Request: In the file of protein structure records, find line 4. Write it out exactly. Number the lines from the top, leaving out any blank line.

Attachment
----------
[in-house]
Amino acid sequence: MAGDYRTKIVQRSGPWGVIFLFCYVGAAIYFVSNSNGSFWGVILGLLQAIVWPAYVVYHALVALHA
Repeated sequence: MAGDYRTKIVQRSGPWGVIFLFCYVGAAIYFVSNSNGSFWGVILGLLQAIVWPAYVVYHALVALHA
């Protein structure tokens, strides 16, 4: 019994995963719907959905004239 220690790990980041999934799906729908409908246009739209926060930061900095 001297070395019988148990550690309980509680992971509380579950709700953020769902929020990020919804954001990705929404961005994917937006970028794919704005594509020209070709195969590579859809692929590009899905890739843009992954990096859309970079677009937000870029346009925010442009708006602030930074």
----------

């Protein structure tokens, strides 16, 4: 019994995963719907959905004239 220690790990980041999934799906729908409908246009739209926060930061900095 001297070395019988148990550690309980509680992971509380579950709700953020769902929020990020919804954001990705929404961005994917937006970028794919704005594509020209070709195969590579859809692929590009899905890739843009992954990096859309970079677009937000870029346009925010442009708006602030930074």